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Preamps vs amps: Which component leaves a greater signature?

post #1 of 27
Thread Starter 
Considering all other components in the chain being of equal mid-fi quality, would there be a greater benefit to upgrading the preamp or the amp?
post #2 of 27
Quote:
Originally Posted by michaelkingdom View Post

Considering all other components in the chain being of equal mid-fi quality, would there be a greater benefit to upgrading the preamp or the amp?

There are benefits to both, but almost no sonic advantage to either.

What's "mid-fi'? Are we talking an 5 year old Onkyo AVR, or a mid 1970s Sansuage receiver?
post #3 of 27
I think in the recent years the cost versus performance advantage has narrowed todays mid level up receivers are close enough in performance that a lot of long time advocates of separates are switching sometimes do to the fact the AVR line will get the latest improvements long before separates.
post #4 of 27
Thread Starter 
For midfi, I'm thinking something along the lines of Cambridge, Emotiva, HK, Outlaw, Denon. If you has seperates from any of these brands and subbed in a Bryston, Krell, Rowland etc. Pre or Amp, what would bring the most benefit?
post #5 of 27
Probably any repeatable identifiable audible differences (assuming you're not clipping existing amps or using speakers that require vanishing low output impedances to draive [or with which you like the FR anomalies of moderate output impedance puls hard to drive input impedance for the speakers]) would come from differences in intentional sound shaping in the pre sections (like Audyssey versus no Audyssey or an alternative room EQ system). In general, as implied above, systems are designed with sufficient competence that they're not distinguishable when you don't know which you are hearing. As much as I love the idea that Bryston's IM distortion may be 20 dB below (1/100) of that in my receiver, if the IM in my receiver is inaudible to me, the difference is more in pride of ownership or some other non-audible sense of satisfaction . . . .

One of the positive things about being able to handle digital medial digitally ntil the last d-to-a step is that it's much cheaper and more repeatable to implement crossovers and other manipulations, whether it's EQ or extraction/creation of center and surrounds from a stereo signal, than in the analog realm. SO instead of a $100,000 stack of Manley Massive Passives, a well-designed digital correction system can be transparent, effective and, in the scheme of things, inexpensive.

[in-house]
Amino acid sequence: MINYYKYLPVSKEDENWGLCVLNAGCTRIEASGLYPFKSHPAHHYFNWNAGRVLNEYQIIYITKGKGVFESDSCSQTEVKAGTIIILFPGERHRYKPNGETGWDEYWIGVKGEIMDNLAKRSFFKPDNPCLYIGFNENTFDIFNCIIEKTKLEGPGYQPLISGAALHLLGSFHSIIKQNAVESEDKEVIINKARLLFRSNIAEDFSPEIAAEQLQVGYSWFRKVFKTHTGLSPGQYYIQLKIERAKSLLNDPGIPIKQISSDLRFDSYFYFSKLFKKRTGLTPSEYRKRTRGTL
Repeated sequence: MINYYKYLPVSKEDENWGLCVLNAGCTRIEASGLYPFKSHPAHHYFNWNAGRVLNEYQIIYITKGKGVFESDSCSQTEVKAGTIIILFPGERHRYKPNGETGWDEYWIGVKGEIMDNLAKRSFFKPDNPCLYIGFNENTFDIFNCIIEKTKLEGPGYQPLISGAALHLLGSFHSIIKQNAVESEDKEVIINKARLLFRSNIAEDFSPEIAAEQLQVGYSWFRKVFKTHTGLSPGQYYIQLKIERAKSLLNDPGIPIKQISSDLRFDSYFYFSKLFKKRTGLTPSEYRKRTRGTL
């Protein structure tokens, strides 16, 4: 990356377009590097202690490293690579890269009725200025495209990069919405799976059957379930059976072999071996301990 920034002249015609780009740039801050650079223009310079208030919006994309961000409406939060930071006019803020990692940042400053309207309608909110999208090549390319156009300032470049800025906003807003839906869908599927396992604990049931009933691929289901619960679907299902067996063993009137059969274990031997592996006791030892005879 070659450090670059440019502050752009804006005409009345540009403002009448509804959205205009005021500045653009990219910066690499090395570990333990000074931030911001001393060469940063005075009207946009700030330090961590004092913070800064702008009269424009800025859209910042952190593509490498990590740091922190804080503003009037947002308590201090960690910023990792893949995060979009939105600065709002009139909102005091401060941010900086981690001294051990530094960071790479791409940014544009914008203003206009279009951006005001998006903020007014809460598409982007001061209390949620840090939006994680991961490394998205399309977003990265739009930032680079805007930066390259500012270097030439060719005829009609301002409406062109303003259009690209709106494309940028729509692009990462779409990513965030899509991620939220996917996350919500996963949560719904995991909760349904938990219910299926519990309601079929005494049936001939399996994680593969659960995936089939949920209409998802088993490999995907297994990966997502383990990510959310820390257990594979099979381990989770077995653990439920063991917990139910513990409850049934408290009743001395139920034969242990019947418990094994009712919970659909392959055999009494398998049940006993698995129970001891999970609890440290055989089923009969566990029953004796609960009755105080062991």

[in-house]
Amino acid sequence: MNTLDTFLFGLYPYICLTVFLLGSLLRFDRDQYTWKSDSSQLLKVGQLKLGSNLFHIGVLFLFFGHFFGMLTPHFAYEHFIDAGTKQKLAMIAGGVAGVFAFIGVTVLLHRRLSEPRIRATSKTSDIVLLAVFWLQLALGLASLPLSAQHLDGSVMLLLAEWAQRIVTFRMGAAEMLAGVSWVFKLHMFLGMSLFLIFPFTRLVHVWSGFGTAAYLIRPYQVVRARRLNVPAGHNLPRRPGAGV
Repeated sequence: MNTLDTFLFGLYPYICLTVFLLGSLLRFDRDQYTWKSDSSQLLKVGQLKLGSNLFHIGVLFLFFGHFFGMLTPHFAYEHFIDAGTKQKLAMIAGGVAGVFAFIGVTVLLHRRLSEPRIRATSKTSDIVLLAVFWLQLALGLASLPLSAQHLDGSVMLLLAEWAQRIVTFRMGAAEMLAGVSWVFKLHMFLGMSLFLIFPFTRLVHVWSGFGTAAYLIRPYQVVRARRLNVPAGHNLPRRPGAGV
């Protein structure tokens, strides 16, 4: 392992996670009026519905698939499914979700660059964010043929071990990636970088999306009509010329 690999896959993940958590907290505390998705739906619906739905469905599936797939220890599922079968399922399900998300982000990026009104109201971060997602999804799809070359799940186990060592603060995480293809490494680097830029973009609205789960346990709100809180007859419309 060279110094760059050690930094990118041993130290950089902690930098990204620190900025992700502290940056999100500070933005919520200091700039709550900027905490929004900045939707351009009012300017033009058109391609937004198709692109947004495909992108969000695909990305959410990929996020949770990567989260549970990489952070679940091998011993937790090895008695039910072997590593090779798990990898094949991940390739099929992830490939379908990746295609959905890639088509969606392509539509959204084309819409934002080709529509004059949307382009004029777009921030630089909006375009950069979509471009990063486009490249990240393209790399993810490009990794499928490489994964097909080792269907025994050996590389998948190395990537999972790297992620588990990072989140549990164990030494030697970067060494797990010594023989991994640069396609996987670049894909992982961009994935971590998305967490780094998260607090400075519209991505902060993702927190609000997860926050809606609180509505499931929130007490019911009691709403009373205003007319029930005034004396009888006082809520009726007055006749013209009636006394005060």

post #6 of 27
Quote:
Originally Posted by JHAz View Post



As much as I love the idea that Bryston's IM distortion may be 20 dB below (1/100) of that in my receiver, if the IM in my receiver is inaudible to me, the difference is more in pride of ownership or some other non-audible sense of satisfaction . . . .

Considering a Denon AVR as an example, a Bryston power amp's IM won't be 20dB (1/100), it's more like 1/5 or 1/8, but both are below audibility.
post #7 of 27
Some people here think a $500 AVR is high-end. The Cambridge Audio AVR is over a grand, not what most people mean by mid-fi. Trouble is, people who buy Onkyo and Denons don't end up buying Krell and Bryston and vice versa. Different target audience. People who buy Cambridge Audio don't pair it with a Bryston.

Meridian claims its apodising filter (which is really a minimal phase filter) makes a difference as it eliminates pre-ringing, etc.
post #8 of 27
Thread Starter 
Quote:
Originally Posted by Kilian.ca View Post

Some people here think a $500 AVR is high-end. The Cambridge Audio AVR is over a grand, not what most people mean by mid-fi. Trouble is, people who buy Onkyo and Denons don't end up buying Krell and Bryston and vice versa. Different target audience. People who buy Cambridge Audio don't pair it with a Bryston.
Meridian claims its apodising filter (which is really a minimal phase filter) makes a difference as it eliminates pre-ringing, etc.